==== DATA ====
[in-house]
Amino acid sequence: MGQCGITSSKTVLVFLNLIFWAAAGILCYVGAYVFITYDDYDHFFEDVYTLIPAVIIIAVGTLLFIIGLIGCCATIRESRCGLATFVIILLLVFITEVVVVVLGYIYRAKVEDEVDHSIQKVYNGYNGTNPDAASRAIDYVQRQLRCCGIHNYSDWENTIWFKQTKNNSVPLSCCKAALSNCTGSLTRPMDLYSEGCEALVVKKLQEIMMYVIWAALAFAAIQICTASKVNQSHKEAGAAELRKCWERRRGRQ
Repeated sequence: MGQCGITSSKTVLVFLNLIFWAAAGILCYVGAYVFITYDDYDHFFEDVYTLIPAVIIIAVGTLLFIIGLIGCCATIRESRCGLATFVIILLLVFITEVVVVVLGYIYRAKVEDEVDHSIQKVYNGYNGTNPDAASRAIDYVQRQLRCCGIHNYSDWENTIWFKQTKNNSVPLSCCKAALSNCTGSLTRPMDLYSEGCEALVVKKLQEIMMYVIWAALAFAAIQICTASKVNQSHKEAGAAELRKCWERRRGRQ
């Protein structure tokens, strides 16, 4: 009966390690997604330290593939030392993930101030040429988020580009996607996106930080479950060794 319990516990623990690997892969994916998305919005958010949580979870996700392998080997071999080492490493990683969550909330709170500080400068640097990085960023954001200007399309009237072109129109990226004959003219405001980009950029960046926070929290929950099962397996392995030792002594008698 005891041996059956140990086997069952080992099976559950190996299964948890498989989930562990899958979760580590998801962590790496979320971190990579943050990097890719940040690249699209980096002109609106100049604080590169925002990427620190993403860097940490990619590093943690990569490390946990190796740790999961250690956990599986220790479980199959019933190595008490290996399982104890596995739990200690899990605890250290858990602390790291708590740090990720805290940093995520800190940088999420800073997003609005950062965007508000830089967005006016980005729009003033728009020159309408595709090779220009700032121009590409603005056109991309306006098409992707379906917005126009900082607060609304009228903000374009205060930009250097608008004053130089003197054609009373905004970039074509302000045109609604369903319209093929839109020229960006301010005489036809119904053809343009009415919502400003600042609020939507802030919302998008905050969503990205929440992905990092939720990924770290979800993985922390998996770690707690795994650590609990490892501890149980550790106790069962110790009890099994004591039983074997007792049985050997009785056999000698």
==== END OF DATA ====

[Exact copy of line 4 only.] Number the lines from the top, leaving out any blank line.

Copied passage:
């Protein structure tokens, strides 16, 4: 009966390690997604330290593939030392993930101030040429988020580009996607996106930080479950060794 319990516990623990690997892969994916998305919005958010949580979870996700392998080997071999080492490493990683969550909330709170500080400068640097990085960023954001200007399309009237072109129109990226004959003219405001980009950029960046926070929290929950099962397996392995030792002594008698 005891041996059956140990086997069952080992099976559950190996299964948890498989989930562990899958979760580590998801962590790496979320971190990579943050990097890719940040690249699209980096002109609106100049604080590169925002990427620190993403860097940490990619590093943690990569490390946990190796740790999961250690956990599986220790479980199959019933190595008490290996399982104890596995739990200690899990605890250290858990602390790291708590740090990720805290940093995520800190940088999420800073997003609005950062965007508000830089967005006016980005729009003033728009020159309408595709090779220009700032121009590409603005056109991309306006098409992707379906917005126009900082607060609304009228903000374009205060930009250097608008004053130089003197054609009373905004970039074509302000045109609604369903319209093929839109020229960006301010005489036809119904053809343009009415919502400003600042609020939507802030919302998008905050969503990205929440992905990092939720990924770290979800993985922390998996770690707690795994650590609990490892501890149980550790106790069962110790009890099994004591039983074997007792049985050997009785056999000698």